Posted: January 21, 2009
Turning Colorado grease into gold
New biodiesel production facility to open in 2009By Heather McWilliams
Restaurants and even home chefs produce a prodigious amount of cooking oil (deep-fry your Thanksgiving turkey this year?) and getting rid of it can be daunting.
Used cooking oil must be legally disposed of, which prohibits discarding it in landfills or flushing it down most sewer systems. Traditionally processed into yellow grease and used as a feed supplement for live stock in the agricultural industry, yellow grease gained popularity as feedstock for biodiesel production in recent years.
Rocky Mountain Sustainable Enterprises, a Boulder-based company founded in 2005 with a focus on waste products as their biodiesel feedstock, collects the used oil from restaurants under the name recycOil. The company currently serves more than 2,000 customers ranging from family-owned restaurants to chains and institutions such as the University of Colorado.
This year, RMSE plans to break ground on a $4.2 million, high-quality biodiesel-production facility in Fort Morgan. The facility should begin producing biodiesel for sale to upstream refiners, distributors and terminal operators in the third quarter of 2009.
Once up and running, RMSE's Fort Morgan facility will produce about 4.5 million gallons of biodiesel a year, or 0.5 percent of the total diesel used in Colorado each year. That leaves a lot of room for growth.
"We think the market will ultimately support something about 10 times that - around 40 to 45 million gallons a year," said Aaron Perry, CEO and founder of Rocky Mountain Sustainable Enterprises.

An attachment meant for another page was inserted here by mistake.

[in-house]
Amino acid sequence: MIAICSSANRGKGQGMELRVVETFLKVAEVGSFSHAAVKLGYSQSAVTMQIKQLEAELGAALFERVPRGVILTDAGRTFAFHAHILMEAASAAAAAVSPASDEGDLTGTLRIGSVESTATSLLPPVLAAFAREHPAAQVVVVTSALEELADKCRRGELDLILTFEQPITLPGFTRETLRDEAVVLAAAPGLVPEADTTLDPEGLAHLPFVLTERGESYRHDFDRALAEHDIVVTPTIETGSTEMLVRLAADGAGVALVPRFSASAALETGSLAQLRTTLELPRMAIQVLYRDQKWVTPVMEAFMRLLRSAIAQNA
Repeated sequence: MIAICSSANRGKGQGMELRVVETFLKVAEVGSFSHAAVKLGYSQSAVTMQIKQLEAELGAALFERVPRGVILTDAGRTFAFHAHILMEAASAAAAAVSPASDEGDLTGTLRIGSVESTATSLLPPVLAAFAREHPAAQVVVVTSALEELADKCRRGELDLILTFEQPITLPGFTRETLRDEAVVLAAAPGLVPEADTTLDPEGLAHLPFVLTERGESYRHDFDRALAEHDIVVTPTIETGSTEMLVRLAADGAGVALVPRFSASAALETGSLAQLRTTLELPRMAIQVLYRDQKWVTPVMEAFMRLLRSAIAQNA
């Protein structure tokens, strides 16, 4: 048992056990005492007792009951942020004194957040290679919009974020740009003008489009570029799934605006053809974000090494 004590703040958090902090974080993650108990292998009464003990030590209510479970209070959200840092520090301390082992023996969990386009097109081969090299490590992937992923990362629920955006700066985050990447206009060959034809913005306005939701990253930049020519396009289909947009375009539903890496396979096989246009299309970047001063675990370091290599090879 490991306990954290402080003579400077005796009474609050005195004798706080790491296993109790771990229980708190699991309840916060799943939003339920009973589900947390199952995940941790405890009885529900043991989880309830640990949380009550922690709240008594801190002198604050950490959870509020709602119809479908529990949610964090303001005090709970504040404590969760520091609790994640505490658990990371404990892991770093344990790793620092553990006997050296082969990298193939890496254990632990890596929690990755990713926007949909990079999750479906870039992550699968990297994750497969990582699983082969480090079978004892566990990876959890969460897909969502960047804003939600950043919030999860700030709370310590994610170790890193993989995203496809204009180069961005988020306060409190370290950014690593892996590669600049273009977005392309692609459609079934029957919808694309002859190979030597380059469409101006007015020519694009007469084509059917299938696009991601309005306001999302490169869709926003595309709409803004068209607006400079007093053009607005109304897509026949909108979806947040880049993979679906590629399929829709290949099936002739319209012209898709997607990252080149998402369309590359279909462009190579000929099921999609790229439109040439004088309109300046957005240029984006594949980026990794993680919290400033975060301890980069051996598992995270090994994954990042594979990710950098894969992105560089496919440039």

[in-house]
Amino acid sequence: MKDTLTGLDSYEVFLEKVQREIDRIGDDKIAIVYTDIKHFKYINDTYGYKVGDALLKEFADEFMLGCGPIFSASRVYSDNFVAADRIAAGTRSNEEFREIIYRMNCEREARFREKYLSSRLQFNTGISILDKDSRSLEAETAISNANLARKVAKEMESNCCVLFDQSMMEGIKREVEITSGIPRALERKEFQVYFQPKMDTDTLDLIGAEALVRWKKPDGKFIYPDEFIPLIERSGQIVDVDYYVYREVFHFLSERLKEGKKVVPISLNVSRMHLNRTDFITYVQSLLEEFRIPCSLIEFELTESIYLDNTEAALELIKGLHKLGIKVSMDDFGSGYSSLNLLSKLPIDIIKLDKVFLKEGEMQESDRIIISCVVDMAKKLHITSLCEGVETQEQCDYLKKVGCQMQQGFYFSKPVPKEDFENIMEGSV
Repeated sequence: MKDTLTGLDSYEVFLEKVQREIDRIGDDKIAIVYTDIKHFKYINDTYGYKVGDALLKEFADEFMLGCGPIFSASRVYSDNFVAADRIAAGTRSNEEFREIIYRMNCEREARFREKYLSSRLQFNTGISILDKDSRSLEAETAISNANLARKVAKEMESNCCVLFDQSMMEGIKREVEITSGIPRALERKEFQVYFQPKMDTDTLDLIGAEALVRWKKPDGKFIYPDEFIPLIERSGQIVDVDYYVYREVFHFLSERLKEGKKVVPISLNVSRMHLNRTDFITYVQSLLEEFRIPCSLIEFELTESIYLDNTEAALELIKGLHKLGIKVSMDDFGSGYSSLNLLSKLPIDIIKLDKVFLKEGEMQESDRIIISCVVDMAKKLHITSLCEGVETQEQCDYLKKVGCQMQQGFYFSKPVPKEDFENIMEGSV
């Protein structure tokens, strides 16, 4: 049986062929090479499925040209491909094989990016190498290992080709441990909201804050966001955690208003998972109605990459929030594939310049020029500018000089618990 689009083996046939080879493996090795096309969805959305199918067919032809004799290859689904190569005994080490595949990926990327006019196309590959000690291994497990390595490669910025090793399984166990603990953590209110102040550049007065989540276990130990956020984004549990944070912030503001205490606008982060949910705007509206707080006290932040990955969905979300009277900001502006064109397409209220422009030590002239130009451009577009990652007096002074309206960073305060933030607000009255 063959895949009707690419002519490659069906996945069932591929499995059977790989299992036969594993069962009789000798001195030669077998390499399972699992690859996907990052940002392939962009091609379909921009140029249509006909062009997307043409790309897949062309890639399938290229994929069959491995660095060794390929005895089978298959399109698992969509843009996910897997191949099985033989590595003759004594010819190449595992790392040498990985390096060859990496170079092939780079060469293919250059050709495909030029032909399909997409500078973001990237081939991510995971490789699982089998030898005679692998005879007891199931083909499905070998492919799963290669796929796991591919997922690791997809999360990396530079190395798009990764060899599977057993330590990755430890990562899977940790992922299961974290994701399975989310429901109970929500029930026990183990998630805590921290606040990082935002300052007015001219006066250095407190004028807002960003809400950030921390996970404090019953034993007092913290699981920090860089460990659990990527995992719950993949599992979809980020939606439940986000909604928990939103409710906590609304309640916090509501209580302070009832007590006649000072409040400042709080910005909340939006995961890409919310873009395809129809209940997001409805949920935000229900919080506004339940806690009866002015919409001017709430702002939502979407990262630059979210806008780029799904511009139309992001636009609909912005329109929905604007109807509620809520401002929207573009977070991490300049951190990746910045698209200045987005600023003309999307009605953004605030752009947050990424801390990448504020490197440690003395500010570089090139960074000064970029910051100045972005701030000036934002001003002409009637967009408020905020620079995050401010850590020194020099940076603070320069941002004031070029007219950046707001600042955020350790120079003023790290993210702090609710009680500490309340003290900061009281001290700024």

But maintaining a biodiesel production facility in Colorado has proved tricky during past attempts. Several facilities began only to close their doors, Perry said.
Factors such as the fluctuation in the cost of feedstock oil can cause profit margins to shrink for biodiesel refiners. Many companies import feedstocks from out-of-state adding to costs, while some companies don't establish a strong feedstock supply before jumping into refining. Additionally, producing biodiesel that meets mandatory biodiesel standards for a commercial product can be a technological challenge, particularly when using recycled cooking oil.
One facility, American Agri-Diesel in Burlington, Colo., mothballed its 10 million gallon capacity biodiesel plant after five months of production due to feedstock price increases and changes in the price of gas, but they plan to reopen the plant in the future.
"We're just waiting for market conditions to improve," said American Agri-Diesel owner Jeff Dwire.
RMSE plans to avoid these pitfalls through careful planning, Perry said. They've spent three years establishing a consistent stream of cooking oil and sourcing the proper technology.
"We have literally scoured the planet looking for technologies capable of producing high-quality products from waste feedstocks," Perry said. Perry spent six months looking for equipment he thought would meet his needs, eventually choosing a technology developed in Germany.
Perry traveled to Germany to "kick the tires," and did a test run with RMSE yellow grease at a New York plant that uses the German equipment. The state-of-the-art equipment accounts for a big part of the Fort Morgan facility's costs, 60 percent or about $2.5 million.